Prime minister António Costa has finally given the date of Thursday March 11 as the moment in which the Portuguese government will present its plan for the country’s deconfinement. And he has confirmed that the first sector to reopen will be the schools (see top story).
But in his press conference on Friday following the meeting of the Council of Ministers he stressed the “danger” of people believing the worst has passed. “We have to be very careful”, he said – particularly as the “degree of voluntary confinement” among citizens seems to be slipping. “We cannot run risks”.
Nonetheless he agreed that like “all of you” he is anxious to see the country unlocked. “I totally understand the costs of these measures. We (the government) is working towards another evaluation in the next 15 days” – this last sentence taken to mean that the government is hoping to start easing lockdown measures during the last fortnight of March (even if only in the form of allowing schools to return).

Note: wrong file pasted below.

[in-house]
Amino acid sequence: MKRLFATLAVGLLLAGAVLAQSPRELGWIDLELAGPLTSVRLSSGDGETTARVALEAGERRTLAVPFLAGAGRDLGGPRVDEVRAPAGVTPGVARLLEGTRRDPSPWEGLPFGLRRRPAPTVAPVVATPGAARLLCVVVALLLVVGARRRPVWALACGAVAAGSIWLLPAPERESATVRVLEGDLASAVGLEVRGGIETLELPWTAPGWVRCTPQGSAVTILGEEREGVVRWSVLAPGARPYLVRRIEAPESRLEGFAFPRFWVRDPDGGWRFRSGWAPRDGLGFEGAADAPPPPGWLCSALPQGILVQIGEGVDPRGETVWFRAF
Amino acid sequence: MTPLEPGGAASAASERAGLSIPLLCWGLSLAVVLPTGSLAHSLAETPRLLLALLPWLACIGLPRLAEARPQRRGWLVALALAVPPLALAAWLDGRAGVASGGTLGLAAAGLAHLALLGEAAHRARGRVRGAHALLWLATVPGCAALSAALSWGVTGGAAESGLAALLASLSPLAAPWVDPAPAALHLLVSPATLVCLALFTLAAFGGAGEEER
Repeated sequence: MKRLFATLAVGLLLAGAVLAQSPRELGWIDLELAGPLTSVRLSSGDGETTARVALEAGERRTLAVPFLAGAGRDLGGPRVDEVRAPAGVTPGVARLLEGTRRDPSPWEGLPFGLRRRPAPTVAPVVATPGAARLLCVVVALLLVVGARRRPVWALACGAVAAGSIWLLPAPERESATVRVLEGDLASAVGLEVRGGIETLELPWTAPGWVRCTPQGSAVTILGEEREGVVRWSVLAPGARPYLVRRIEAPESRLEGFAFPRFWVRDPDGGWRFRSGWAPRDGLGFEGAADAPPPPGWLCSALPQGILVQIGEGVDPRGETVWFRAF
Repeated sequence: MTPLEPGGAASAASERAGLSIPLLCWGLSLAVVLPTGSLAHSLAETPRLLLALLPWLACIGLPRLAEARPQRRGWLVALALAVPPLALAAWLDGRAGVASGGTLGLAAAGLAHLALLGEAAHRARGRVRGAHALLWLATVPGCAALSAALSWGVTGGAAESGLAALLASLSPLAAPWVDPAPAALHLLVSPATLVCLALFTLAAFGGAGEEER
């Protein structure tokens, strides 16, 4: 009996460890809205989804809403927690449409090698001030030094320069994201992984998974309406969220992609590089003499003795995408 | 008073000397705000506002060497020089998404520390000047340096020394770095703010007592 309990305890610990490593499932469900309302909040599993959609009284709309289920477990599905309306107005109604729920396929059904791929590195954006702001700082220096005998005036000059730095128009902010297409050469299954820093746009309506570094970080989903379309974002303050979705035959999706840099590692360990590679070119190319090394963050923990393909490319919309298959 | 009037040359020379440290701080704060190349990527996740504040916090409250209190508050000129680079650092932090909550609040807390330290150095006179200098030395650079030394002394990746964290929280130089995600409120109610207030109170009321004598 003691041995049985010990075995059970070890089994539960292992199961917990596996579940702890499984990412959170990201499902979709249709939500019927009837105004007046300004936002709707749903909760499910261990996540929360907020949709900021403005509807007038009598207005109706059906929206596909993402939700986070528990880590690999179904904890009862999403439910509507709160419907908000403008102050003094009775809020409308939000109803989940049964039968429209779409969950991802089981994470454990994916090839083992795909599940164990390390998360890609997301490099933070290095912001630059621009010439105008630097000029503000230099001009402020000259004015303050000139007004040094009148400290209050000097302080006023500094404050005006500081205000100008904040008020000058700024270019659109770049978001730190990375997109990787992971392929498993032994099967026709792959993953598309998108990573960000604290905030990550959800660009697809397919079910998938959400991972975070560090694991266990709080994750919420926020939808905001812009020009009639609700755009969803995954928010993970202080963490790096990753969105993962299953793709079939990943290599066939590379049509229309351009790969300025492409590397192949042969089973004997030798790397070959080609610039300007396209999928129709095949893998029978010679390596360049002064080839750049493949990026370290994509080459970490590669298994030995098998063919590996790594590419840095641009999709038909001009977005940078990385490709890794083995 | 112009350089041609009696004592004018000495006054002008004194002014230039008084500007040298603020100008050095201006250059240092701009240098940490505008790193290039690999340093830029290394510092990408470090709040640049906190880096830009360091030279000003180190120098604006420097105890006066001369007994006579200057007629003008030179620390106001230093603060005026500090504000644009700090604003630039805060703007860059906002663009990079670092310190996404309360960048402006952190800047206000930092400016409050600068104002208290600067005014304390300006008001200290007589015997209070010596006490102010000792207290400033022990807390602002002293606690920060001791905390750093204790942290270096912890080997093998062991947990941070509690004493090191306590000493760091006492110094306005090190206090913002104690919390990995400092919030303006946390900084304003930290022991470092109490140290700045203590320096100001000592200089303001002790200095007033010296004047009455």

Otherwise, the overriding message in Mr Costa’s address to the nation was that “no one can guarantee that in the future there won’t exist new variants. We are on the trajectory of reducing new cases, hospital internments and deaths – but we have to persist in the next two weeks to consolidate and improve what we have already achieved. There is still a lot more to do, but I understand people’s anxiety. I don’t want to create any kind of illusion. For now, everything has to stay as it is”.